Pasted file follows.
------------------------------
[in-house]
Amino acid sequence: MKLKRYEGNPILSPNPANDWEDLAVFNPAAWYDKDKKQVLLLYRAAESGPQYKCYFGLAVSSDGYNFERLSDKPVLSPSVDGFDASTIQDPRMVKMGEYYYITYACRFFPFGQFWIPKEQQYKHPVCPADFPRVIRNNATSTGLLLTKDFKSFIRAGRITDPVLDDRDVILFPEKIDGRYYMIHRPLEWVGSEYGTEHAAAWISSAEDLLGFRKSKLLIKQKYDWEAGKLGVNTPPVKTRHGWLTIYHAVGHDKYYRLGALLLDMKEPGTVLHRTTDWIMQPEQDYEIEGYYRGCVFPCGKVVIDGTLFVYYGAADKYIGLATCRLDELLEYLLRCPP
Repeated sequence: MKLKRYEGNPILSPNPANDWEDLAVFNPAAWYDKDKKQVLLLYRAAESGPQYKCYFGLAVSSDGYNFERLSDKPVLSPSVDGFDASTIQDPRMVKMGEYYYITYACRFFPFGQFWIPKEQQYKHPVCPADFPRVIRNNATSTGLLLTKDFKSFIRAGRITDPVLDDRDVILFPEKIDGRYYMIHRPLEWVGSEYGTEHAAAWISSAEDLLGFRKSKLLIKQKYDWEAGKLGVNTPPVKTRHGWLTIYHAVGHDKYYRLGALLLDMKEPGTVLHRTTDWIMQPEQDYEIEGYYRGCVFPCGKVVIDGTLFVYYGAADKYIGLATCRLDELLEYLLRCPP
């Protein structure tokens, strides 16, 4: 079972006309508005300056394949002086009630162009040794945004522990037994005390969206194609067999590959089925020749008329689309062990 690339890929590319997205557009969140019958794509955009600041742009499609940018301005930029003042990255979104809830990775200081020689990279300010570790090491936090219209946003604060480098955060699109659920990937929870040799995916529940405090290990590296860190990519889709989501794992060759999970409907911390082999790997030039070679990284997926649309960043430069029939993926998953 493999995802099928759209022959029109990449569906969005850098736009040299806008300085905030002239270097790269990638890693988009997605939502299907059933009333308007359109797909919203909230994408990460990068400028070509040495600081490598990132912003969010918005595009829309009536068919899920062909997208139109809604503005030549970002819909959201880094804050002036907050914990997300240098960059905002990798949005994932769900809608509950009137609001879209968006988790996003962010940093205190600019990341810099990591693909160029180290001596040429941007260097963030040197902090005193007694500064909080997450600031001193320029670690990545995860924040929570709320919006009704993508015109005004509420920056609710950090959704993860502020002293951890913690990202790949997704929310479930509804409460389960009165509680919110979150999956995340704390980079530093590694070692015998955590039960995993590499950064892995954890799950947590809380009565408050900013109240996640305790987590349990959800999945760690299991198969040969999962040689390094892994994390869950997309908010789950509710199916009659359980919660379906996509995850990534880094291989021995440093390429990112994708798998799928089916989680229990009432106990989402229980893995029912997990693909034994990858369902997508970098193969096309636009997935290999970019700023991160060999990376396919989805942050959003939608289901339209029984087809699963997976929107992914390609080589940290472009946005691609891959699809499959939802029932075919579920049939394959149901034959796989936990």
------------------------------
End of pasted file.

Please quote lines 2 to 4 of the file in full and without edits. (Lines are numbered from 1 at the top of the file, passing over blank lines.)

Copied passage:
Amino acid sequence: MKLKRYEGNPILSPNPANDWEDLAVFNPAAWYDKDKKQVLLLYRAAESGPQYKCYFGLAVSSDGYNFERLSDKPVLSPSVDGFDASTIQDPRMVKMGEYYYITYACRFFPFGQFWIPKEQQYKHPVCPADFPRVIRNNATSTGLLLTKDFKSFIRAGRITDPVLDDRDVILFPEKIDGRYYMIHRPLEWVGSEYGTEHAAAWISSAEDLLGFRKSKLLIKQKYDWEAGKLGVNTPPVKTRHGWLTIYHAVGHDKYYRLGALLLDMKEPGTVLHRTTDWIMQPEQDYEIEGYYRGCVFPCGKVVIDGTLFVYYGAADKYIGLATCRLDELLEYLLRCPP
Repeated sequence: MKLKRYEGNPILSPNPANDWEDLAVFNPAAWYDKDKKQVLLLYRAAESGPQYKCYFGLAVSSDGYNFERLSDKPVLSPSVDGFDASTIQDPRMVKMGEYYYITYACRFFPFGQFWIPKEQQYKHPVCPADFPRVIRNNATSTGLLLTKDFKSFIRAGRITDPVLDDRDVILFPEKIDGRYYMIHRPLEWVGSEYGTEHAAAWISSAEDLLGFRKSKLLIKQKYDWEAGKLGVNTPPVKTRHGWLTIYHAVGHDKYYRLGALLLDMKEPGTVLHRTTDWIMQPEQDYEIEGYYRGCVFPCGKVVIDGTLFVYYGAADKYIGLATCRLDELLEYLLRCPP
């Protein structure tokens, strides 16, 4: 079972006309508005300056394949002086009630162009040794945004522990037994005390969206194609067999590959089925020749008329689309062990 690339890929590319997205557009969140019958794509955009600041742009499609940018301005930029003042990255979104809830990775200081020689990279300010570790090491936090219209946003604060480098955060699109659920990937929870040799995916529940405090290990590296860190990519889709989501794992060759999970409907911390082999790997030039070679990284997926649309960043430069029939993926998953 493999995802099928759209022959029109990449569906969005850098736009040299806008300085905030002239270097790269990638890693988009997605939502299907059933009333308007359109797909919203909230994408990460990068400028070509040495600081490598990132912003969010918005595009829309009536068919899920062909997208139109809604503005030549970002819909959201880094804050002036907050914990997300240098960059905002990798949005994932769900809608509950009137609001879209968006988790996003962010940093205190600019990341810099990591693909160029180290001596040429941007260097963030040197902090005193007694500064909080997450600031001193320029670690990545995860924040929570709320919006009704993508015109005004509420920056609710950090959704993860502020002293951890913690990202790949997704929310479930509804409460389960009165509680919110979150999956995340704390980079530093590694070692015998955590039960995993590499950064892995954890799950947590809380009565408050900013109240996640305790987590349990959800999945760690299991198969040969999962040689390094892994994390869950997309908010789950509710199916009659359980919660379906996509995850990534880094291989021995440093390429990112994708798998799928089916989680229990009432106990989402229980893995029912997990693909034994990858369902997508970098193969096309636009997935290999970019700023991160060999990376396919989805942050959003939608289901339209029984087809699963997976929107992914390609080589940290472009946005691609891959699809499959939802029932075919579920049939394959149901034959796989936990």